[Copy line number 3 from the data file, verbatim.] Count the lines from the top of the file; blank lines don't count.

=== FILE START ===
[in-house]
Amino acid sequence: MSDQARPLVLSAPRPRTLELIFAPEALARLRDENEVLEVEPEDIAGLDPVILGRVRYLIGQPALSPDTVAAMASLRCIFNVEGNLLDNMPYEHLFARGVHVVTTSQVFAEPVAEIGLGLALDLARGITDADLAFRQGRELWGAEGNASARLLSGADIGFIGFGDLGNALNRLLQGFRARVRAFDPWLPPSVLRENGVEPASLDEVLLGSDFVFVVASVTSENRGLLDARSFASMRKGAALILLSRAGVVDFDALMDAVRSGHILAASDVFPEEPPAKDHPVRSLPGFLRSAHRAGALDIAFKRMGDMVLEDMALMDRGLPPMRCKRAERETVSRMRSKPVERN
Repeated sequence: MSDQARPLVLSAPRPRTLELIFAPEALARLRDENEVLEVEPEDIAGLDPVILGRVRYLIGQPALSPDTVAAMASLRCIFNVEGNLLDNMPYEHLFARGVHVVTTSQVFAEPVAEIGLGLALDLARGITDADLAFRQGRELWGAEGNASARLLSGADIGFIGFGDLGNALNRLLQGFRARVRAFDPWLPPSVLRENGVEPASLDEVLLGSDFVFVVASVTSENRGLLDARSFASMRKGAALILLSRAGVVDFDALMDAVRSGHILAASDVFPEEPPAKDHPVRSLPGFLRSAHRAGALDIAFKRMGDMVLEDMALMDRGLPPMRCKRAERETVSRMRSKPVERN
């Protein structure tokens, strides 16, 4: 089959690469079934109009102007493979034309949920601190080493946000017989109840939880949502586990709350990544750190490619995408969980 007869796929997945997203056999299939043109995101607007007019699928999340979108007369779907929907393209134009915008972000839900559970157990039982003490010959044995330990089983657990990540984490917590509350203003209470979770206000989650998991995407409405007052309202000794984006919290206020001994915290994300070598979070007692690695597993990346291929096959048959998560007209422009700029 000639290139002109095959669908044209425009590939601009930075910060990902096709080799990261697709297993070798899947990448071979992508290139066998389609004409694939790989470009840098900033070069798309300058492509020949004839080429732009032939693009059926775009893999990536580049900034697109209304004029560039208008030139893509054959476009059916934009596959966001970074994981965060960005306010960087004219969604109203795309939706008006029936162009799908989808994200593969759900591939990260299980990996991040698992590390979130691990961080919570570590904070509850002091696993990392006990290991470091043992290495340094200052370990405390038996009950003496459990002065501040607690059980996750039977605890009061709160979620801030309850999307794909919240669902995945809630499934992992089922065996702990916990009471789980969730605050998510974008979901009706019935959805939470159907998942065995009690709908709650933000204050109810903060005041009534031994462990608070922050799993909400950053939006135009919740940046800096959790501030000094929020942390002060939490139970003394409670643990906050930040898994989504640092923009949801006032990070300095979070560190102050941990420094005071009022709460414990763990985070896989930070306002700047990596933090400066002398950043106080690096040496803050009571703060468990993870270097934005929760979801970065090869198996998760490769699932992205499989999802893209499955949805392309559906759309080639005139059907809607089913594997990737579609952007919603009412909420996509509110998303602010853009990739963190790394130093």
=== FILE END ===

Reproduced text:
Repeated sequence: MSDQARPLVLSAPRPRTLELIFAPEALARLRDENEVLEVEPEDIAGLDPVILGRVRYLIGQPALSPDTVAAMASLRCIFNVEGNLLDNMPYEHLFARGVHVVTTSQVFAEPVAEIGLGLALDLARGITDADLAFRQGRELWGAEGNASARLLSGADIGFIGFGDLGNALNRLLQGFRARVRAFDPWLPPSVLRENGVEPASLDEVLLGSDFVFVVASVTSENRGLLDARSFASMRKGAALILLSRAGVVDFDALMDAVRSGHILAASDVFPEEPPAKDHPVRSLPGFLRSAHRAGALDIAFKRMGDMVLEDMALMDRGLPPMRCKRAERETVSRMRSKPVERN